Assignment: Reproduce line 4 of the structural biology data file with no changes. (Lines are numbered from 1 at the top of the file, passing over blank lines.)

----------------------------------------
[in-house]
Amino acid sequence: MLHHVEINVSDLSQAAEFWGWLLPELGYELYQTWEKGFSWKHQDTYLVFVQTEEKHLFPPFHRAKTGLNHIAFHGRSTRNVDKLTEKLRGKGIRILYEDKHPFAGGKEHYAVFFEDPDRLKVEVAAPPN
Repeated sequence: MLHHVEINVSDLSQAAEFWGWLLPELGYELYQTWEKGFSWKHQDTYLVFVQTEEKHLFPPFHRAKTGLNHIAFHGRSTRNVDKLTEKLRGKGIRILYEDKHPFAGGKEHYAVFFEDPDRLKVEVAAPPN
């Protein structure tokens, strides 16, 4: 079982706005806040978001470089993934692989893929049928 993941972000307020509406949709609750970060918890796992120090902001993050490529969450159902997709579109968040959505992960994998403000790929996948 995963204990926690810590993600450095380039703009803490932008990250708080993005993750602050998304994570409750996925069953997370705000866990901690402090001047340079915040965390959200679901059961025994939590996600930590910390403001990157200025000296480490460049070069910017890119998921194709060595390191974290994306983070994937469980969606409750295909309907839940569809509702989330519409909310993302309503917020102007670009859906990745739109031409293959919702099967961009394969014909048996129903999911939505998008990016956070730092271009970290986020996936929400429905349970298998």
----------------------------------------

């Protein structure tokens, strides 16, 4: 079982706005806040978001470089993934692989893929049928 993941972000307020509406949709609750970060918890796992120090902001993050490529969450159902997709579109968040959505992960994998403000790929996948 995963204990926690810590993600450095380039703009803490932008990250708080993005993750602050998304994570409750996925069953997370705000866990901690402090001047340079915040965390959200679901059961025994939590996600930590910390403001990157200025000296480490460049070069910017890119998921194709060595390191974290994306983070994937469980969606409750295909309907839940569809509702989330519409909310993302309503917020102007670009859906990745739109031409293959919702099967961009394969014909048996129903999911939505998008990016956070730092271009970290986020996936929400429905349970298998």